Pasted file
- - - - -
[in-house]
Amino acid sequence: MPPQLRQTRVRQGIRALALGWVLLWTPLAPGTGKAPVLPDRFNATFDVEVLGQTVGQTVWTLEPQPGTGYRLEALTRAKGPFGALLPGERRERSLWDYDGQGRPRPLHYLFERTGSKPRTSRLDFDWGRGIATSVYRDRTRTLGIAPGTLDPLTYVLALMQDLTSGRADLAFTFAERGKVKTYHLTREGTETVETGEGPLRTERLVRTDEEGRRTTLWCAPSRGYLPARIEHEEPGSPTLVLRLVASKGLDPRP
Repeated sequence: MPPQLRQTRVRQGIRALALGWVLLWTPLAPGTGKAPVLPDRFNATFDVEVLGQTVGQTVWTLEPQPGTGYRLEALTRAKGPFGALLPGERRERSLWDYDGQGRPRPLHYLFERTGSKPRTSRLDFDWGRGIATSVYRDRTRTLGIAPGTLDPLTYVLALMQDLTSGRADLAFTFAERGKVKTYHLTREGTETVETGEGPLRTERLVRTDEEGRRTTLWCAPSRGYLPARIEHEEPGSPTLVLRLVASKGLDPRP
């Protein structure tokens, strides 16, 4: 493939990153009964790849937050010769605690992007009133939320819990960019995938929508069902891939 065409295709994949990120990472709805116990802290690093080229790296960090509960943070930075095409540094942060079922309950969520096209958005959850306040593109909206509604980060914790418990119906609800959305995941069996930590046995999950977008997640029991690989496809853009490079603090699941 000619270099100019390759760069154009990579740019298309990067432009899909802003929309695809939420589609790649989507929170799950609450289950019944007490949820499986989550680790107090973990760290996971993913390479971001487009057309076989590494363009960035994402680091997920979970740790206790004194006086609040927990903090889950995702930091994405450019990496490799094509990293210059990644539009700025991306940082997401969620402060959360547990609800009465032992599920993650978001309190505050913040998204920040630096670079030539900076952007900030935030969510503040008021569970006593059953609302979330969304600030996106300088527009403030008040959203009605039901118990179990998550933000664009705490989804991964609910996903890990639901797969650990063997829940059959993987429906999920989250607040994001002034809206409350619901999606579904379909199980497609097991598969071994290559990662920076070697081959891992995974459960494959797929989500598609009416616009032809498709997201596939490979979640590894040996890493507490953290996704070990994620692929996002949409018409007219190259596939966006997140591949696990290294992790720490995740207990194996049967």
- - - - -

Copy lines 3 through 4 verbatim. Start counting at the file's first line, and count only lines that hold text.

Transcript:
Repeated sequence: MPPQLRQTRVRQGIRALALGWVLLWTPLAPGTGKAPVLPDRFNATFDVEVLGQTVGQTVWTLEPQPGTGYRLEALTRAKGPFGALLPGERRERSLWDYDGQGRPRPLHYLFERTGSKPRTSRLDFDWGRGIATSVYRDRTRTLGIAPGTLDPLTYVLALMQDLTSGRADLAFTFAERGKVKTYHLTREGTETVETGEGPLRTERLVRTDEEGRRTTLWCAPSRGYLPARIEHEEPGSPTLVLRLVASKGLDPRP
């Protein structure tokens, strides 16, 4: 493939990153009964790849937050010769605690992007009133939320819990960019995938929508069902891939 065409295709994949990120990472709805116990802290690093080229790296960090509960943070930075095409540094942060079922309950969520096209958005959850306040593109909206509604980060914790418990119906609800959305995941069996930590046995999950977008997640029991690989496809853009490079603090699941 000619270099100019390759760069154009990579740019298309990067432009899909802003929309695809939420589609790649989507929170799950609450289950019944007490949820499986989550680790107090973990760290996971993913390479971001487009057309076989590494363009960035994402680091997920979970740790206790004194006086609040927990903090889950995702930091994405450019990496490799094509990293210059990644539009700025991306940082997401969620402060959360547990609800009465032992599920993650978001309190505050913040998204920040630096670079030539900076952007900030935030969510503040008021569970006593059953609302979330969304600030996106300088527009403030008040959203009605039901118990179990998550933000664009705490989804991964609910996903890990639901797969650990063997829940059959993987429906999920989250607040994001002034809206409350619901999606579904379909199980497609097991598969071994290559990662920076070697081959891992995974459960494959797929989500598609009416616009032809498709997201596939490979979640590894040996890493507490953290996704070990994620692929996002949409018409007219190259596939966006997140591949696990290294992790720490995740207990194996049967």